There is one hypothesis that I dare to formulate. Third person religions, in their anxious attempt at compliance, tend to declare everything that is noncompliant as their foe. Similarly, science declares anything that does not follow empiricism and logic invalid. Compliance, taken to the extreme, will try eradicate everything that is outside of its system in a logic fallacy of including external people as noncompliant members. Outside phenomena are really irrelevant for religious systems, and their attitude toward them should be indifferent. This fallacy has a higher chance for violence than its first person counterpart. Pursuing first person Gods comes along with the insight that the inside is easier to change than the outside. Thus, Yogis or Buddhists usually develop compassion to people who do not follow their system, suggesting that they are chasing third person ghosts. However, there is no reason to annihilate them. On the contrary, outsiders, strangers, foreigners, differents are the best practice on the path one can get. In any practice, no matter what perspective is taken. 


Higgins, E. T. (1997). Beyond pleasure and pain. American Psychologist 52(12), 1280-1300.

Sunday, January 25, 2015

A Cognitive Hierarchy of Wholes. Or: Yoga's Perceptional Model in Terms of Modern Psychology.

The biopsychosocial model, as proposed by George Engel, models trajectories of biological and social wholes. Biologically, the causal chain contains molecule, organelle, cell, tissue, organ (system), nerves (system) and person. Socially, this person participates in two-person interacts, family, community, culture, society and biosphere. However, the psychological axis of the person is reduced to “experience and behavior”. This article expands on the biopsychosocial model in the psychological dimension. It demonstrates levels of cognitive closure, comparing E. Tory Higgins’ theories that build upon each other. Drawing from a model of perception it develops a cognitive chain of subsequent wholes and shows how it can be used to fit psychological conditions with contemporary therapies, concluding with its soteriological limits.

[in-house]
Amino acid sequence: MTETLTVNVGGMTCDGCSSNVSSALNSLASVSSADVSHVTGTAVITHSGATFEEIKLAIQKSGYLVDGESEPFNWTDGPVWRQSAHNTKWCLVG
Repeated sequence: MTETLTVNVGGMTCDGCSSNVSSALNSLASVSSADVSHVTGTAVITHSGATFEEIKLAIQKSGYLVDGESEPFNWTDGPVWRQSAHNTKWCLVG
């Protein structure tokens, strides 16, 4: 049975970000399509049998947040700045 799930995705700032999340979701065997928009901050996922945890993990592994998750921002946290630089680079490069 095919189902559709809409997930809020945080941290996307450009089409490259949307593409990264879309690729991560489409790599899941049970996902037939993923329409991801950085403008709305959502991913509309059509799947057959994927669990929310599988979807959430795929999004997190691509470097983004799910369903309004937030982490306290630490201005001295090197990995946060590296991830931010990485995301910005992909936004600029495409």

Tuesday, January 13, 2015

The Cognitive Integral

As this article is too long and probably also too theoretical to be posted as a graded paper, I may as well publish it here, so I may later on refer to the idea. Have fun. -- JDS

The Cognitive Integral

The biopsychosocial model as proposed by George Engel models trajectories of biological and social wholes. Biologically, the causal chain contains molecule, organelle, cell, tissue, organ (system), nerves (system) and person. Socially, this person participates in two-person interacts, family, community, culture, society and biosphere. However, the psychological axis of the person is reduced to “experience and behavior”. I suggest that there is a causal chain along the psychological trajectory missing that is independent of the other two. To demonstrate this, the evolution of E. Tory Higgins’ Theories shall be investigated. (Engel, 1980, p. 537)

Beyond Regulatory Fit
First, there is Self-Discrepancy Theory. If ones own behavior does not match one's ideals, then there is depression. If it does not match one's oughts, there is anxiety. (Higgins, 1987)